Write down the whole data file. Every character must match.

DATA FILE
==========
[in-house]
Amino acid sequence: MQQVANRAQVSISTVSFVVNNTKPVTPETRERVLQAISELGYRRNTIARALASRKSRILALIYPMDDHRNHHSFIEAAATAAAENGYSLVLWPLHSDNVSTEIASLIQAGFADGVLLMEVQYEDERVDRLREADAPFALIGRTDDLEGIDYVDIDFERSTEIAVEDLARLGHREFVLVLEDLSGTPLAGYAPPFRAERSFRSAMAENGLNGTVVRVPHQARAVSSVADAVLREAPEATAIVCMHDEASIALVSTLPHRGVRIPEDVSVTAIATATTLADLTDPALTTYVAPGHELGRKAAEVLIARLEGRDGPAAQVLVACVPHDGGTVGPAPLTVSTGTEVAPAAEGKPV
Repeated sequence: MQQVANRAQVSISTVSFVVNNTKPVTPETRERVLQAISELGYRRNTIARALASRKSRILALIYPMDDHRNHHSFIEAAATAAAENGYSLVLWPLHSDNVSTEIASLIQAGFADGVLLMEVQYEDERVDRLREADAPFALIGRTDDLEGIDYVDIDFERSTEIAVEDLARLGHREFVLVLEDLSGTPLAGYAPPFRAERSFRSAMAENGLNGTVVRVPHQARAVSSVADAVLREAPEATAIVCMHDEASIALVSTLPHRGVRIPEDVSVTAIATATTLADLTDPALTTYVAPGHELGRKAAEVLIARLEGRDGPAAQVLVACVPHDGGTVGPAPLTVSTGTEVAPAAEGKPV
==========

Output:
[in-house]
Amino acid sequence: MQQVANRAQVSISTVSFVVNNTKPVTPETRERVLQAISELGYRRNTIARALASRKSRILALIYPMDDHRNHHSFIEAAATAAAENGYSLVLWPLHSDNVSTEIASLIQAGFADGVLLMEVQYEDERVDRLREADAPFALIGRTDDLEGIDYVDIDFERSTEIAVEDLARLGHREFVLVLEDLSGTPLAGYAPPFRAERSFRSAMAENGLNGTVVRVPHQARAVSSVADAVLREAPEATAIVCMHDEASIALVSTLPHRGVRIPEDVSVTAIATATTLADLTDPALTTYVAPGHELGRKAAEVLIARLEGRDGPAAQVLVACVPHDGGTVGPAPLTVSTGTEVAPAAEGKPV
Repeated sequence: MQQVANRAQVSISTVSFVVNNTKPVTPETRERVLQAISELGYRRNTIARALASRKSRILALIYPMDDHRNHHSFIEAAATAAAENGYSLVLWPLHSDNVSTEIASLIQAGFADGVLLMEVQYEDERVDRLREADAPFALIGRTDDLEGIDYVDIDFERSTEIAVEDLARLGHREFVLVLEDLSGTPLAGYAPPFRAERSFRSAMAENGLNGTVVRVPHQARAVSSVADAVLREAPEATAIVCMHDEASIALVSTLPHRGVRIPEDVSVTAIATATTLADLTDPALTTYVAPGHELGRKAAEVLIARLEGRDGPAAQVLVACVPHDGGTVGPAPLTVSTGTEVAPAAEGKPV